Academic high school

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As a classical secondary school ( latin : high school academicum , often high school illustrious ) or High school is called a secondary school in the early modern period, especially in the Protestant territories of the Holy Roman Empire emerged and adjacent areas and high-school and university association studies.

Protestant academic high schools of the early modern period

In his writing To the Christian Nobility of the German Nation on the Improvement of the Christian Class , Martin Luther demanded in 1520 that the secular authorities should take special care of the school system. As a result, especially after the abolition of most of the monasteries in Protestant territorial states, academic high schools and scholarly schools in the pre-university area and high schools as quasi-university universities were established either by a city or a sovereign . Alongside Protestant teaching, the ideas of Renaissance humanism were the second influence that worked on the profile of these schools.

School program

The school program combined high school and academic studies and was divided into two parts: In the nine-year schola classica , the students received school education, followed by the five-year schola publica , which was characterized by freer academic lectures. High schools are those schools that offered academic instruction and were forerunners of today's universities . In contrast to the universities, these educational establishments did not have the imperial privilege of being able to award academic degrees ( master's and doctoral degrees ). Academic grammar schools, however, were not necessarily also “high schools”, i.e. universities. Some of them dealt with the subject matter of the artist faculty in the higher classes, but had no higher faculties such as theology, law and medicine.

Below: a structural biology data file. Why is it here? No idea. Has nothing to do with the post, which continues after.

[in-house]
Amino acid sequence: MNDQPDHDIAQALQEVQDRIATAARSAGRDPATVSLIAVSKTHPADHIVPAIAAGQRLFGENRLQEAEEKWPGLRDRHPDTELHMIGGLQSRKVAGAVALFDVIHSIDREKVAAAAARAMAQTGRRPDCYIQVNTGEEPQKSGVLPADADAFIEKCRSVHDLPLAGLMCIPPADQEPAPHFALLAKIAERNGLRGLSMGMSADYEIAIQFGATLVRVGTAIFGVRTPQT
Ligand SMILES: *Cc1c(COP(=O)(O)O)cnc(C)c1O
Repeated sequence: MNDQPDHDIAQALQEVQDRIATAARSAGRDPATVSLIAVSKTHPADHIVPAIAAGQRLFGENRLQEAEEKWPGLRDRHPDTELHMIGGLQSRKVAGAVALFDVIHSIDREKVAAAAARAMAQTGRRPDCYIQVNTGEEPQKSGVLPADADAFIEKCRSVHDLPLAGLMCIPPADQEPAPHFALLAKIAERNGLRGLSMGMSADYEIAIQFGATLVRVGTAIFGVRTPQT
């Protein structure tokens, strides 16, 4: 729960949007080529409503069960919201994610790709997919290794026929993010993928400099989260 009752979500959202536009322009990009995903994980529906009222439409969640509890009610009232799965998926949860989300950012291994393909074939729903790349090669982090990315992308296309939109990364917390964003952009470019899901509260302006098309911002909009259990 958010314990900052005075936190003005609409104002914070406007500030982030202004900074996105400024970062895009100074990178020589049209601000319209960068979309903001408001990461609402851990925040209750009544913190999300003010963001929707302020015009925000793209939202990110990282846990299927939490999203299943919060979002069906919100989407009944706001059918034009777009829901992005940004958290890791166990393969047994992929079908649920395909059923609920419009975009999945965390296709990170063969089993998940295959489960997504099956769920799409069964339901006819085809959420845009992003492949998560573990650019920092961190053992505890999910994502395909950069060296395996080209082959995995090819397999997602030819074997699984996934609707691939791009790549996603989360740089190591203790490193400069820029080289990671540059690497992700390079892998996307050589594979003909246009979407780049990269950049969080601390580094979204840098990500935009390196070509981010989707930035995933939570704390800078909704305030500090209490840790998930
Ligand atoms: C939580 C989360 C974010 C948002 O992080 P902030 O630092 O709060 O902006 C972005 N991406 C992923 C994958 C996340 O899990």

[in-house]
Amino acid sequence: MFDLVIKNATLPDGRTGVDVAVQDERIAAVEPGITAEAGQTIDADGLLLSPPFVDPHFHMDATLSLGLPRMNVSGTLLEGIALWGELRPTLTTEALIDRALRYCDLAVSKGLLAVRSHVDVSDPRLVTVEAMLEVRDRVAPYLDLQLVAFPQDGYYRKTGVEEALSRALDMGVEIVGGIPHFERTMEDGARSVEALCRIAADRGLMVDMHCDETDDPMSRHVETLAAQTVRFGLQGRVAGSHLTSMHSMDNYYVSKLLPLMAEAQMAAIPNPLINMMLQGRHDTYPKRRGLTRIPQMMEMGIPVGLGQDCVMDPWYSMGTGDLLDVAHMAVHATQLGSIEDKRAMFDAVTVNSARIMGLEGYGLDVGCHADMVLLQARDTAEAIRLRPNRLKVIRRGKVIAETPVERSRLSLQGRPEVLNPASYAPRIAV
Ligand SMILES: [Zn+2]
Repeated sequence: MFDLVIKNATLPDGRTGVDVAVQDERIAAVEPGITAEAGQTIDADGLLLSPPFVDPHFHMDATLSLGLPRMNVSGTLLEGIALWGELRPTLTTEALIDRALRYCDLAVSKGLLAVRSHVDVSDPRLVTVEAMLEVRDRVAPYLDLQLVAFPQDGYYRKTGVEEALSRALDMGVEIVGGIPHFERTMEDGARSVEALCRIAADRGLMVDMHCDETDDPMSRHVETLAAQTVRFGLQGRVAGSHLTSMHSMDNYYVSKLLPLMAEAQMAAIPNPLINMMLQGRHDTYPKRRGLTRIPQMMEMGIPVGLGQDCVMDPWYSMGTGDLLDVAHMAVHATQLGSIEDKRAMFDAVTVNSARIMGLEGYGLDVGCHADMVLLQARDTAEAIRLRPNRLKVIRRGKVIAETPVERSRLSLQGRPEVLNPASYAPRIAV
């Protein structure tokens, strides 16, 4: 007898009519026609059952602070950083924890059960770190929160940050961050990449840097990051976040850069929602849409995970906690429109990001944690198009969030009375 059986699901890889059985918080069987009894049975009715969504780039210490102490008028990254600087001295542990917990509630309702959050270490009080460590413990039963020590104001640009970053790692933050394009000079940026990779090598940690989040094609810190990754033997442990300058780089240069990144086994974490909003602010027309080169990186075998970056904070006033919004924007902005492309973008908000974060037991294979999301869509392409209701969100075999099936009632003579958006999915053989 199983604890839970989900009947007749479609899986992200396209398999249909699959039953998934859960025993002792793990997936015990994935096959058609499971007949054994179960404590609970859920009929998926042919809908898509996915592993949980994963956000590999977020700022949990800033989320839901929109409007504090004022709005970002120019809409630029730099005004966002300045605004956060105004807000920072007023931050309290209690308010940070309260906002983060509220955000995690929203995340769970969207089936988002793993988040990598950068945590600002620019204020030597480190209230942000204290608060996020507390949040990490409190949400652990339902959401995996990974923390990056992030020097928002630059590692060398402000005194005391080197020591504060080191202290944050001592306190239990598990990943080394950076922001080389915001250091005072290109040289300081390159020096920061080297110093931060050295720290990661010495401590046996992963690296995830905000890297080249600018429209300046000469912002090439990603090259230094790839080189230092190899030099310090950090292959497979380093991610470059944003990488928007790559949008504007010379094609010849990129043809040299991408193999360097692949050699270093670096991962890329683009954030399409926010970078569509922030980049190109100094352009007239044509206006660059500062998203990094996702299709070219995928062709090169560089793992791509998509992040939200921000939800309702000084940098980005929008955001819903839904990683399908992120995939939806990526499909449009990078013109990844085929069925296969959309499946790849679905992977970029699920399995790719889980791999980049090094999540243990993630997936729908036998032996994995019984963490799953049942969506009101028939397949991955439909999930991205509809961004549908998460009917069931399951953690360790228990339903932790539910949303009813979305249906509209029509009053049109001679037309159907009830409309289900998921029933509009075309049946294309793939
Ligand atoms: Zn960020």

The Strasbourg Academy (from 1556 and from 1621 university) served as a model for the organization of many high schools . It influenced most of the foundations in Calvinist - reformed countries, which for religious and political reasons were not granted the privilege of founding a regular university. These high schools included the High School Herborn , the Illustrious Gymnasium in Burgsteinfurt , the Academic Gymnasium Danzig , the Casimirianum Neustadt , the universities in Bremen , Zerbst , Marburg , Hanau , Duisburg , Hamm and Lingen (Ems) .

Some universities later emerged from academic grammar schools, such as the Landfermann grammar school founded in 1559 , which became the old University of Duisburg , or the Ratsgymnasium Stadthagen , which became a grammar school illustrious in 1610 and after being converted into a university in 1621 in Rinteln was relocated.

Catholic Academic Gymnasiums of the Counter Reformation

In the Catholic territories, the Counter-Reformation reacted to the success of the academic high schools with the establishment of Jesuit colleges and universities with similar characteristics. There, an “academic high school” in the narrower sense was a high school connected to a university. Such academic high schools were founded in Linz in 1542 , in Vienna in 1552 , in Innsbruck in 1562 , in Graz in 1573 , in Passau in 1611 and in Salzburg in 1617 . Today's successor institutions in Austria bear the designation “Academic Gymnasium” as an honorary title.